Thursday, April 30, 2009
Friday, April 24, 2009
Monday, April 20, 2009
Thursday, April 16, 2009
The book, "How To Survive Life (and Death)," is available from Conari Press, or at all major booksellers––but ask for it from your local bookshop.
Thursday, April 9, 2009
"The little space within the heart is as great as this vast universe. Both heaven and earth are contained in that space...for the whole universe dwells within our heart."
Chandogya Upanishad, 8.1
One day, Koko was sitting on the rock in the river, chanting the sacred word OM. It seemed a little corny, sure. But it was working. He said the word over and over, from his root and his heart and his throat. His eyes were a little bit completely closed, though he was beginning to see things quite clearly, in a different way. After a while, he felt a presence, and cracked his eyes slightly to look. There, on the bank just across from the rock, were three young, curious deer -just five or six feet away. The young leader looked like: Is there room on the rock for me? I'd like to step across. There wasn't enough room on the rock, but in their hearts, there was all the space in a thousand universes.
Have you ever heard of The Unified Field Theory? Physicists have been working on it for a hundred years, at least. But there's one major ingredient that they keep leaving out of their formulae: Consciousness. The deer, the river, even the breeze on Koko's face (even Koko), are drifting particles, realizing their material forms in and out of wave phases. Some things just are, formed out of our shared consciousness. Some things are just for you, formed from the energy of your heart, which is like a giant light-energy top, spinning in the middle of your being. In fact you could say, it is you.
Live from your heart. Release all the expectations you have for the things you want. You're getting everything you need already. You don't have to go any where else to be where you want to be. Or try this: get on the bus, go across town, sit in a new cafe, open your heart, and be half way around the world, in the most beautiful and romantic place you've ever wanted to be. Covet what you already have.
"The whites always want something; they are always uneasy and restless. We do not know what they want. We do not understand them. We think that they are mad."
I asked him why he thought the whites were all mad.
"They say that they think with their heads," he replied.
"Why of course. What do you think with?" I asked him in surprise.
"We think here," he said, indicating his heart.
The Pueblo Indian, Ochwiay Biano (Mountain Lake) to Carl Jung,
from Memories, Dreams, Reflections
""The heart is a sanctuary at the center of which there is a little space, wherein the Great Spirit dwells, and this is the eye...by which He sees all things, and through which we see Him."
Sunday, April 5, 2009
"Like the grasses showing tender faces to each other, thus should we do, for this was the wish of the Grandfathers of the World." Black Elk
The sun was hot, and my moccasined feet stuck like monkey palms down on the broad granite boulder. The big boulders were strewn around the chaparral covered hills, jumbled atop one another like they'd been cast out with some beautiful zen intention. Golden tan no-tan. Grasshoppers whirred their surreal, penetrating background buzz as Santa Ana winds blew the red-clay dust off the hilltop paths. I and my dusty compadres occupied these canyons, laying just beyond the edge of San Diego, and stretching out to what seemed like forever. Gray squirrels rhythmically chirped away in their boulder villages. A lizard did push-ups on a rock. The quails' call punctuated the humming stillness: "kee KAW kaw... kee KAW kaw..." This was where I would choose to live, if I could... and so I did. From early childhood on, I'd disappear out the door, and across the street, on to the dusty oxide canyon trails and into the deceivingly welcoming wilderness there, to the best host a kid could have. Later, when we moved farther out on the fringes, to the monolithic Mies Van der Rohe-inspired house that my father built, where the land surrounded us completely, all I needed to do was walk out the downstairs door next to my room, right into my scrub-brush sanctuary. I could move free then, around the path-cut hills, out of the sightlines of the house's big windows.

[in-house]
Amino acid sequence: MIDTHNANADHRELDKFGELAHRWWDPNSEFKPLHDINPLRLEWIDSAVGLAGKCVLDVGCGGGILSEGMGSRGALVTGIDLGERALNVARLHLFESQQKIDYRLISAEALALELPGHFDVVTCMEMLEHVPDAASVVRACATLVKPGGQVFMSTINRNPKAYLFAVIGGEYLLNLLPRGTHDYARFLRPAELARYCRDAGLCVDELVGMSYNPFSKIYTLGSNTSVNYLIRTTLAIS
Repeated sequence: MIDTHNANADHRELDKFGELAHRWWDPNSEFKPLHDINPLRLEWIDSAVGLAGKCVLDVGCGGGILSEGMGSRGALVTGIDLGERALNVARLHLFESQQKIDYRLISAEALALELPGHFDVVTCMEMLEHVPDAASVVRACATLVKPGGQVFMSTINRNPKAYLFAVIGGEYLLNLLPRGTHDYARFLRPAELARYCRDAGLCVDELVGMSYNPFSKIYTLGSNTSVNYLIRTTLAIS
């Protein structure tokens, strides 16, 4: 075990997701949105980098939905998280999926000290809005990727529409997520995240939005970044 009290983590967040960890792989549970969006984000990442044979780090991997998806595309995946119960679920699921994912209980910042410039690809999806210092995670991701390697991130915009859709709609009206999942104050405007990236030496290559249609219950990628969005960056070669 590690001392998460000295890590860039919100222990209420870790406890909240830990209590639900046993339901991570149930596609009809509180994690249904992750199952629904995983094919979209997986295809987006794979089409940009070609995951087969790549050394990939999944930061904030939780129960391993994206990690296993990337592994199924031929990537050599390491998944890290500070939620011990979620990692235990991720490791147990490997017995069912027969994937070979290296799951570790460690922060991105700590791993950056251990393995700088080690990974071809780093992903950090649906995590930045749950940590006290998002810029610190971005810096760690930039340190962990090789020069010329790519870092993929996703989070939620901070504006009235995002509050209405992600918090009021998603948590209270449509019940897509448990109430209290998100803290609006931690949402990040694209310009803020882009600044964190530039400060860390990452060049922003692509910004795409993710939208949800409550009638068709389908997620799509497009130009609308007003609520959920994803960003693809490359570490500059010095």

I had my rifle or my bow, and cut the knees of my jeans out, front and back, to allow the breeze to circulate; and there was always a cat or two out in the field with me. Like Cathy, the tawny little tiger with one tooth, who retrieved like a hunting dog- bounding back over the low scrub with a lizard in her mouth. Or Armando, the muscular white-chested tabby I'd raised on egg yolks and road work (he trotted alongside my paper route bike like the middle-weight he was). Eventually, they would both fall prey to the coyotes' insidious gang-tactics- the heart-breakingly repetitive fate of all of my childhood cats who ventured into the canyons on their own. The canyons seemed placid, but in truth, they buzzed and simmered with that kind of dusty menace.
No one really seemed to see the beauty of the semi-arid wilderness back then. It all appeared to the unconscious developers to be a lot of nothing but potential dollar signs, and everything but a few parcels were buried by bulldozers and covered with an unsustainable layer of suburbia. But all things change. Most of those developers are probably dead and gone on now. All things come and go. One day the canyons will reclaim it all-- when the water runs out, and the sun, the creosote, and the jackrabbits and horny-toads take it back.
But for me in that evening of childhood, the big rocks stayed warm as the sun sunk. Cathy would pull up a boulder nearby, her stripey arms outstretched in front of her, and we'd watch the dusk descending over the Pacific horizon, like the big cats do.